Overall, cable is the best alternative to fiber internet. If you’re ready to research providers, we have rankings of the best cable internet and best DSL providers to help you find the right one for your family.

Ready to get fiber internet?

Switching to a fiber provider starts with finding one that offers fiber internet at your address. You can check which internet providers are in your area by searching for your ZIP code in the tool below. Our provider reviews and ranking of the best fiber providers can help you learn more about each. Plus, our guide to switching internet providers walks you through the entire process of changing your internet service step-by-step.

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The people behind our research
We believe the best information comes from first-hand customer experience and methodical research by subject-matter experts. We never source information from "content farms," and we don’t generate content using artificial intelligence (AI). You can trust that our recommendations are fact-checked meticulously and sourced appropriately by authentic, industry-recognized people.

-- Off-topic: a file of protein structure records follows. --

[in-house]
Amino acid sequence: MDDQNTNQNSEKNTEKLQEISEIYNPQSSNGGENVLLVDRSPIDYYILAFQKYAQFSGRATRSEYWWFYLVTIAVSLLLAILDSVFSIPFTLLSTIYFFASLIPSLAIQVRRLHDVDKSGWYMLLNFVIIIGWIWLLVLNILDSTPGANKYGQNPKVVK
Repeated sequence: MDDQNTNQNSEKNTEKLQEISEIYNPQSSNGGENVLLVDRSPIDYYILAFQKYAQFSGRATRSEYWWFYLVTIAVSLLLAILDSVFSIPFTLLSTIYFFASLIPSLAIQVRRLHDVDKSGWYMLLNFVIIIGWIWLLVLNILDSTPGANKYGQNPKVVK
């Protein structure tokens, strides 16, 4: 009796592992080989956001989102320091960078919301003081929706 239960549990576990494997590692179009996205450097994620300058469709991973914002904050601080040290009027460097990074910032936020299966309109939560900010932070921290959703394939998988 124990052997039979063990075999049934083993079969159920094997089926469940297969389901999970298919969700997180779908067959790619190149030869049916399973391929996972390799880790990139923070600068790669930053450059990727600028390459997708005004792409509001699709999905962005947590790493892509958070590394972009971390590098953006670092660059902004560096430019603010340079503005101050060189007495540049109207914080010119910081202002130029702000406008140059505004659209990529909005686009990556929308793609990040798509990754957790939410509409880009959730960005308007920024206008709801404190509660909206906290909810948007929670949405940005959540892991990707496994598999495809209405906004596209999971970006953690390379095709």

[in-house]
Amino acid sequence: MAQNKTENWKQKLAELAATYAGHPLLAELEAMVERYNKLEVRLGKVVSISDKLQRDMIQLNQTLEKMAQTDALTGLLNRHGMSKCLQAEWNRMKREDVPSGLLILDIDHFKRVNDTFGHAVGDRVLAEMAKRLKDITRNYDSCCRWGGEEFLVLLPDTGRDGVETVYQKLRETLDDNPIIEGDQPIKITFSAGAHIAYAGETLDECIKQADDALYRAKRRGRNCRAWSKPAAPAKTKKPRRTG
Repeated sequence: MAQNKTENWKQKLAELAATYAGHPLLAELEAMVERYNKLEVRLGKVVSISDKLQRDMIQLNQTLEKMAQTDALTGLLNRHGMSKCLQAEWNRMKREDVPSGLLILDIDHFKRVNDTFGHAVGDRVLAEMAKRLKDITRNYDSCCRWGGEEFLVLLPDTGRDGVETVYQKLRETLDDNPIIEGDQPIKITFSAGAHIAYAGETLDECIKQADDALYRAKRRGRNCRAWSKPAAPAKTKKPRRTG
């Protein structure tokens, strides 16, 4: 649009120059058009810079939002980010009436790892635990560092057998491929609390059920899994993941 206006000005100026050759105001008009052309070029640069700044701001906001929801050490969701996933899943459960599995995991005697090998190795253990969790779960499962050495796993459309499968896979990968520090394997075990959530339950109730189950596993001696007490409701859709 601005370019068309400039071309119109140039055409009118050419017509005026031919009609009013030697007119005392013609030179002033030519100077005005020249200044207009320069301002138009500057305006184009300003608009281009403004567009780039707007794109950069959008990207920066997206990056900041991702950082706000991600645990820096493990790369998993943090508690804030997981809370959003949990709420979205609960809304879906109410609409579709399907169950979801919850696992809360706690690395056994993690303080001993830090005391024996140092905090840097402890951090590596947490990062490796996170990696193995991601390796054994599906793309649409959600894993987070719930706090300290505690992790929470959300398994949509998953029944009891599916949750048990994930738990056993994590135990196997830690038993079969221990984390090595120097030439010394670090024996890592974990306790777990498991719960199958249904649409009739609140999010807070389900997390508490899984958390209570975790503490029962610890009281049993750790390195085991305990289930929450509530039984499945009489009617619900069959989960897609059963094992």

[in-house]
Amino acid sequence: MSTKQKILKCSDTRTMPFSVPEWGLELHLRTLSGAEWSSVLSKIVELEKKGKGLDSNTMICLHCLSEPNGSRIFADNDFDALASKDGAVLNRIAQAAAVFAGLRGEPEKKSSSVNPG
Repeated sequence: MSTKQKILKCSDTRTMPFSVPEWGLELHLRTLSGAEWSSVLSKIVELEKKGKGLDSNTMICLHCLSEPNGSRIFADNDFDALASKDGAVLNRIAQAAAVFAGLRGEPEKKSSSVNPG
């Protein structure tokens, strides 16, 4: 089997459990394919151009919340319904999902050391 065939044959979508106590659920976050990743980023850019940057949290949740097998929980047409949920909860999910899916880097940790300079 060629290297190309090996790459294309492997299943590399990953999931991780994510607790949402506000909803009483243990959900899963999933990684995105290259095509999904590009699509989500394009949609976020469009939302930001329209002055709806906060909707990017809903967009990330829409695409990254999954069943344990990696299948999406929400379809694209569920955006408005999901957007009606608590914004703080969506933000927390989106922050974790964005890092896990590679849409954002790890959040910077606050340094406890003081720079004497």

Contributing researcher
Headshot of Brittany McGhee
Researched by
Brittany McGheeContributing Writer

Brittany is a Contributing Writer for Switchful with over five years of experience writing about technology in the US and Europe. Her primary focus is on mobile and internet topics. She is passionate about helping people choose the right tech for their needs at the right price.

Contributing reviewer
Headshot of Bri Field
Reviewed by
Bri FieldAssigning Editor

Bri Field has a background in academia, research writing, and brand marketing. She has edited scientific publications, conference papers, digital content, and technical communications. As Assigning Editor, she enjoys ensuring all content is accurate, clear, and helpful. In her free time, you can find her in the kitchen trying a new recipe, out on a hike, or working through her massive TBR list.

Endnotes and sources

(1) “FCC Broadband Map,” FCC - Fiber. Accessed 18 Nov 2022.

(2) “FCC Broadband Map,” FCC - Cable. Accessed 18 Nov 2022.

(3) “FCC Broadband Map,” FCC - DSL. Accessed 18 Nov 2022.

(4) “FCC Broadband Map,” FCC - DSL Broadband. Accessed 18 Nov 2022.